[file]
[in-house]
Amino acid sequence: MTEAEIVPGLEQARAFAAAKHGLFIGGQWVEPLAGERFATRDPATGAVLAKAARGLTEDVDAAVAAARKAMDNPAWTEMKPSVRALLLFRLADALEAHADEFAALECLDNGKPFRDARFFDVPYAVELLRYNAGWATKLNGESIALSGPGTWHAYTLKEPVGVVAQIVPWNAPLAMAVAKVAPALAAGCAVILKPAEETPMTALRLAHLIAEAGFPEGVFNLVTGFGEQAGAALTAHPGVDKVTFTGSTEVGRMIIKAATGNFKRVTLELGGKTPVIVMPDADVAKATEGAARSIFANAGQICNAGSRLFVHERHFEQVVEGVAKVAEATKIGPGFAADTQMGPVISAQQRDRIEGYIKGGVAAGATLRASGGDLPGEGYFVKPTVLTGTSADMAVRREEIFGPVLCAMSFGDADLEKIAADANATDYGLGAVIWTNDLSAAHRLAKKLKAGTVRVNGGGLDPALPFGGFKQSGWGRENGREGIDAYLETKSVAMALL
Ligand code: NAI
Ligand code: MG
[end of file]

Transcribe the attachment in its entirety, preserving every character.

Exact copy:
[in-house]
Amino acid sequence: MTEAEIVPGLEQARAFAAAKHGLFIGGQWVEPLAGERFATRDPATGAVLAKAARGLTEDVDAAVAAARKAMDNPAWTEMKPSVRALLLFRLADALEAHADEFAALECLDNGKPFRDARFFDVPYAVELLRYNAGWATKLNGESIALSGPGTWHAYTLKEPVGVVAQIVPWNAPLAMAVAKVAPALAAGCAVILKPAEETPMTALRLAHLIAEAGFPEGVFNLVTGFGEQAGAALTAHPGVDKVTFTGSTEVGRMIIKAATGNFKRVTLELGGKTPVIVMPDADVAKATEGAARSIFANAGQICNAGSRLFVHERHFEQVVEGVAKVAEATKIGPGFAADTQMGPVISAQQRDRIEGYIKGGVAAGATLRASGGDLPGEGYFVKPTVLTGTSADMAVRREEIFGPVLCAMSFGDADLEKIAADANATDYGLGAVIWTNDLSAAHRLAKKLKAGTVRVNGGGLDPALPFGGFKQSGWGRENGREGIDAYLETKSVAMALL
Ligand code: NAI
Ligand code: MG